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Articles on Vaccine development

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Research technician Leon McFarlane handles a blood sample from a volunteer in the laboratory at Imperial College in London, where a COVID-19 vaccine is under development, on July 30, 2020. (AP Photo/Kirsty Wigglesworth)

Canada’s ‘me first’ COVID-19 vaccine strategy may come at the cost of global health

With $1 billion in advance purchase agreements for COVID-19 vaccines, Canada has joined the vaccine nationalists: rich countries buying up more than half the global short-term supply of vaccine.
A lab technician holds a vial of a COVID-19 vaccine candidate during testing at the Chula Vaccine Research Center, run by Chulalongkorn University in Bangkok, Thailand on May 25, 2020. (AP Photo/Sakchai Lalit)

Explainer: How clinical trials test COVID-19 vaccines

Will a vaccine for COVID-19 be safe? Animal testing, human clinical trials and post-approval surveillance give us good grounds to believe that a future approved vaccine will work and be safe.
A scientist holding a coronavirus vaccine at the Nikolai Gamaleya National Center of Epidemiology and Microbiology in Moscow, Russia. Alexander Zemlianichenko Jr/Russian Direct Investment Fund/AP/AAP

Russia’s coronavirus vaccine hasn’t been fully tested. Doling it out risks side effects and false protection

If the vaccine does not protect individuals from infection, those who have been vaccinated could falsely believe they are protected.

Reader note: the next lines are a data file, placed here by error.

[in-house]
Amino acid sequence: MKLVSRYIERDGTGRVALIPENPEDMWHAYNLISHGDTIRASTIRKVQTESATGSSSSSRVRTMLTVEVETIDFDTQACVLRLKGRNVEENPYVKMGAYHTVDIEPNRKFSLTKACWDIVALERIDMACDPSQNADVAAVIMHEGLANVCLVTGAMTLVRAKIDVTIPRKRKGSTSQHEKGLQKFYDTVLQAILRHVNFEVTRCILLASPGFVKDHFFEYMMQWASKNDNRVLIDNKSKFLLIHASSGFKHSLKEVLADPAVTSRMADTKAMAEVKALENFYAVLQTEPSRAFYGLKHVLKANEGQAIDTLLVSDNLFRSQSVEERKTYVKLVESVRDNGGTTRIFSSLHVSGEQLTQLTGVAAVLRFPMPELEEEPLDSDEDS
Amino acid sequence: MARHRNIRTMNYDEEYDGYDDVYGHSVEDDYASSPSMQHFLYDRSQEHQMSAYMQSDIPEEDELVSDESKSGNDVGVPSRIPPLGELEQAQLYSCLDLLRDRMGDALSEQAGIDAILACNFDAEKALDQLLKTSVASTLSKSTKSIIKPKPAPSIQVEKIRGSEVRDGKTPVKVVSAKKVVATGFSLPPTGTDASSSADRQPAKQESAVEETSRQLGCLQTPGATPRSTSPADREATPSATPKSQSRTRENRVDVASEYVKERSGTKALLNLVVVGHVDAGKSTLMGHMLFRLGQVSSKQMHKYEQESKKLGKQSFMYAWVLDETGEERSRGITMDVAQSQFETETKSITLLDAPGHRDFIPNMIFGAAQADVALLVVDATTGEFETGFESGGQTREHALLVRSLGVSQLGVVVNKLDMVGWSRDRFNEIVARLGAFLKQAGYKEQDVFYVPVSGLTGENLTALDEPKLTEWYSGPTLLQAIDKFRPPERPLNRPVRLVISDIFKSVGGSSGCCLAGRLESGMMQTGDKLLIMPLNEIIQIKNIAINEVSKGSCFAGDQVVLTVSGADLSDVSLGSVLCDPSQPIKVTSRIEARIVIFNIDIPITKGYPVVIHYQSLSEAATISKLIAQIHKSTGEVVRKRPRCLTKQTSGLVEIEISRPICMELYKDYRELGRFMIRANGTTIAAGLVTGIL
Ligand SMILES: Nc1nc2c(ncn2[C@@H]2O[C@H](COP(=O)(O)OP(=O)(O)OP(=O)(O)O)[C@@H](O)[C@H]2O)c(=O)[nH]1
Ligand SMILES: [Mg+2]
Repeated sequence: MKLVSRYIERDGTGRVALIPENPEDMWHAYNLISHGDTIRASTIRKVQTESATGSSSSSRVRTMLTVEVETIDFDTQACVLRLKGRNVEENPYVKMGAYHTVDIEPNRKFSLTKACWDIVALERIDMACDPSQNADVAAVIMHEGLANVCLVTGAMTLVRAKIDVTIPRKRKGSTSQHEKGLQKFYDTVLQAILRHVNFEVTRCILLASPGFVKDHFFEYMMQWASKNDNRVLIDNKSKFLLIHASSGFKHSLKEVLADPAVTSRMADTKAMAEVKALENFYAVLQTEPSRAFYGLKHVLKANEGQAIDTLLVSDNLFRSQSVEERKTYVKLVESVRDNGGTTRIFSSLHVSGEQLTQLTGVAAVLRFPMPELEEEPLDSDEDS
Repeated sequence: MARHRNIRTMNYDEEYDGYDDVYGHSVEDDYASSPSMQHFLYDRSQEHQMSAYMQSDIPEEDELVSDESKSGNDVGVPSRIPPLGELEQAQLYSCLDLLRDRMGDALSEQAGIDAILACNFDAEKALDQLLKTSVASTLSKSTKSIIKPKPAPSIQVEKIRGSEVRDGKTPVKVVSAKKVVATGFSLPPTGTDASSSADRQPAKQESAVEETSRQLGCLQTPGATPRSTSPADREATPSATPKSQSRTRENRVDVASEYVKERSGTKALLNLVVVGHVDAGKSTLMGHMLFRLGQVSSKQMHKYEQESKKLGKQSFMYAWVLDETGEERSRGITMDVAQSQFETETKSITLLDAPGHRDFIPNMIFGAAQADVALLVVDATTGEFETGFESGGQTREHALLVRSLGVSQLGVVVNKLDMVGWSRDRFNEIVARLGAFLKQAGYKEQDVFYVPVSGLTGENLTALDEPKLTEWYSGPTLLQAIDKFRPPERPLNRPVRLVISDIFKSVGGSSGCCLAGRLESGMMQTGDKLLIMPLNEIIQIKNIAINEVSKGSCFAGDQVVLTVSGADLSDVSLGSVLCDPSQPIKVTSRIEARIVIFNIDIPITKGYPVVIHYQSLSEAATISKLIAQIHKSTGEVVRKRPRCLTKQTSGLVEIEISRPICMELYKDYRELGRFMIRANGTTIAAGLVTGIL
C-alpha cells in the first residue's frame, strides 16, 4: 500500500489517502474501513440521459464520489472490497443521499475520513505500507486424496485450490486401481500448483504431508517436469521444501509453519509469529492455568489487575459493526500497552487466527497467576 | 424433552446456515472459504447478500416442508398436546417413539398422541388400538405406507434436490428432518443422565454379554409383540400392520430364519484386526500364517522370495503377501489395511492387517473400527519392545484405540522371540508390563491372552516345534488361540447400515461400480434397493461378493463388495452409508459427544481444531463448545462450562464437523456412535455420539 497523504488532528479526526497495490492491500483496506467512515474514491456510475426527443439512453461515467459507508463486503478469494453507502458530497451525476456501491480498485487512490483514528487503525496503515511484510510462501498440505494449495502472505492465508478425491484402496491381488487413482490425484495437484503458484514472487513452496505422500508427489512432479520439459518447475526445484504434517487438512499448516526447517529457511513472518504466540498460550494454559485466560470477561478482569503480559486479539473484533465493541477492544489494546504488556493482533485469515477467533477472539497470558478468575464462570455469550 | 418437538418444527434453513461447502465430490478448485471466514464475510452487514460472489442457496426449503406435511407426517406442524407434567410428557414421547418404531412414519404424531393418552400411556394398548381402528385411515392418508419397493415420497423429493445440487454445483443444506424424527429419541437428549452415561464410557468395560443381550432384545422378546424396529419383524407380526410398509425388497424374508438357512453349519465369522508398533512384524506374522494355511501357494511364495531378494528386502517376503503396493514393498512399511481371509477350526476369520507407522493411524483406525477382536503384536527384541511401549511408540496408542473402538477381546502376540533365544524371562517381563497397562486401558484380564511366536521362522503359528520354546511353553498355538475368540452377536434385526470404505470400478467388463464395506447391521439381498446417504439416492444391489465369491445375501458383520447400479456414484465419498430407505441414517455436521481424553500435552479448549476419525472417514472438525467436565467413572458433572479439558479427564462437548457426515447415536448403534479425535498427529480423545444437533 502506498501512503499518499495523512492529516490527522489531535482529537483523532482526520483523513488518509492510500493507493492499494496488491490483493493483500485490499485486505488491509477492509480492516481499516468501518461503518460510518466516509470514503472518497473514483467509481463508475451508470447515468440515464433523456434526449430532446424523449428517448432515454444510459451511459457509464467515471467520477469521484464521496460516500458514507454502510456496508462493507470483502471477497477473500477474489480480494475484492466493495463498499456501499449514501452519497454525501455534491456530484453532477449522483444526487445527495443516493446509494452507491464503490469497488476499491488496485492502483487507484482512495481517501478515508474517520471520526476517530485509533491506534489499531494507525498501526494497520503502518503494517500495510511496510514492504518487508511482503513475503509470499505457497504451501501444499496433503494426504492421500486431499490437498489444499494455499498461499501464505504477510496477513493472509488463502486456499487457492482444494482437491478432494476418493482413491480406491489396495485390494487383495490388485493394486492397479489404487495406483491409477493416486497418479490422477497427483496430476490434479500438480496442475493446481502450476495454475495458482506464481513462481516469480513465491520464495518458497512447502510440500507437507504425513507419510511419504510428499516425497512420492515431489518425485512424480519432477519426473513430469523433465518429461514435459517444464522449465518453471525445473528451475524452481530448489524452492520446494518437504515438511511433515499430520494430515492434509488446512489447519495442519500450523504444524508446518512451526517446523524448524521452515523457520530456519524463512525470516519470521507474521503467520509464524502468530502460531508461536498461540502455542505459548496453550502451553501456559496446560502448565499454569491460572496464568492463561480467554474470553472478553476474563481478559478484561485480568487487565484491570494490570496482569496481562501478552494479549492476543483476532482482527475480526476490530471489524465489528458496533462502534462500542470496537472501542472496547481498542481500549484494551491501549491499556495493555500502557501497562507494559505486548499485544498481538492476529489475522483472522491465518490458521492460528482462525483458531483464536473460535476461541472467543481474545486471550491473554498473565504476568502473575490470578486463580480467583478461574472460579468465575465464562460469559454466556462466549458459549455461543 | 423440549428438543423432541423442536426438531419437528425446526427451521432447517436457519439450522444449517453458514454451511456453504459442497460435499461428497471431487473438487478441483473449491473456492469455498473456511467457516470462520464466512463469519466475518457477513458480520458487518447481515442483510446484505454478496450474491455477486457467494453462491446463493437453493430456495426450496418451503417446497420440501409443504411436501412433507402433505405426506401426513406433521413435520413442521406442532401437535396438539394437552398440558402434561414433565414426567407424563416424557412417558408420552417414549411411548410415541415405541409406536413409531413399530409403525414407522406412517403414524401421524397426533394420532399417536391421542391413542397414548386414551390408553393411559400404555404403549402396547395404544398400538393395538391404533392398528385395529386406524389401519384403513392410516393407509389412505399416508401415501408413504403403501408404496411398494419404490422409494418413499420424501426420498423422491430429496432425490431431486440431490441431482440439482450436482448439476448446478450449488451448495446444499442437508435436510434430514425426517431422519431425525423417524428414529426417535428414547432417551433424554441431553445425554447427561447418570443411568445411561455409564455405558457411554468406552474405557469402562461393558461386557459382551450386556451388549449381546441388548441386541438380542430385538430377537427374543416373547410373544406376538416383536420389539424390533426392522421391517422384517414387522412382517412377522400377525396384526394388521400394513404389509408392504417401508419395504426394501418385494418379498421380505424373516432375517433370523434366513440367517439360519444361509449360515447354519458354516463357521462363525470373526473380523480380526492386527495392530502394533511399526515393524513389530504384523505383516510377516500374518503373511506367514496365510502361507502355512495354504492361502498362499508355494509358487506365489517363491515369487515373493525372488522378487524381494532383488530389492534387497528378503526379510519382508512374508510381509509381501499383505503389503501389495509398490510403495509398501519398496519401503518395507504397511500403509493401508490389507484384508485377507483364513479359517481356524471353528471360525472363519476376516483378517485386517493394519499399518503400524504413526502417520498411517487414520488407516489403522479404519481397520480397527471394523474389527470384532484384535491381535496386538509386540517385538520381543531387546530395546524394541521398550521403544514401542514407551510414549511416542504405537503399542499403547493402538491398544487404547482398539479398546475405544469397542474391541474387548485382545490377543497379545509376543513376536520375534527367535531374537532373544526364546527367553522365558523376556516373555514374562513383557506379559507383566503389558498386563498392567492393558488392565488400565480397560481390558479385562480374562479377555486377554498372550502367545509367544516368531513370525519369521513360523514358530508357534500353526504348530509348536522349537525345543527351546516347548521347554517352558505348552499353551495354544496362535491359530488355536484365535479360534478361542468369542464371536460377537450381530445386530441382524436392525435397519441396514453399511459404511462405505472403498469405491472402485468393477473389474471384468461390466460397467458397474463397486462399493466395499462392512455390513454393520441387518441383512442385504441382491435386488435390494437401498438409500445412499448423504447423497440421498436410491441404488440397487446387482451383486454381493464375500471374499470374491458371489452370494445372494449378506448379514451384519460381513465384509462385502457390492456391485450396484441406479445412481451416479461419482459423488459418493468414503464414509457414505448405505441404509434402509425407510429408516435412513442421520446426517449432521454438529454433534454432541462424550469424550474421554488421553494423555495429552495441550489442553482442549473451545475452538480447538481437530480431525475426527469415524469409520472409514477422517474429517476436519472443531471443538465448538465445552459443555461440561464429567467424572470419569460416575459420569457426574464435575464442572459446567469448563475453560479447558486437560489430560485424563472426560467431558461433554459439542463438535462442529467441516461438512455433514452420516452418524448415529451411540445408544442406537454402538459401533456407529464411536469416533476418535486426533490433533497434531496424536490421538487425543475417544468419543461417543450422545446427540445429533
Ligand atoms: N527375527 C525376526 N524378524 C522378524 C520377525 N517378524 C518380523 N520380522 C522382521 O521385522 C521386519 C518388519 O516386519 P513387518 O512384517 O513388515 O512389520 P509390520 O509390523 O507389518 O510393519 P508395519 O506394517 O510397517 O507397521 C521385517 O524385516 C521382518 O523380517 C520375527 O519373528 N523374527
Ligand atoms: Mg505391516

Vaccinologists have not focused their research on tailoring vaccines to induce robust immune responses in the elderly. (Shutterstock)

Why vaccines are less effective in the elderly, and what it means for COVID-19

Immunosenescence — the decline of immune system function with age — means that vaccines are not as effective in older adults, the demographic most susceptible to many diseases, including COVID-19.
A general view during the country’s first human clinical trial for a potential COVID-19 vaccine in Soweto, South Africa. Felix Dlangamandla/Beeld/Gallo Images via Getty Images

COVID-19 vaccine trial in South Africa: everything you need to know

There isn’t enough clinical research being done in Africa. This has had a lot of repercussions in terms of the timing when interventions become available and effective in high income countries.
The scope and length of vaccine testing experiments usually mean decade-long timelines for development. (Pixabay)

Fast COVID-19 vaccine timelines are unrealistic and put the integrity of scientists at risk

It usually takes 10 years for a new vaccine to complete clinical trials, but we’ve been promised a COVID-19 vaccine in 12 to 18 months. Even if such fast-tracked development is possible, is it wise?

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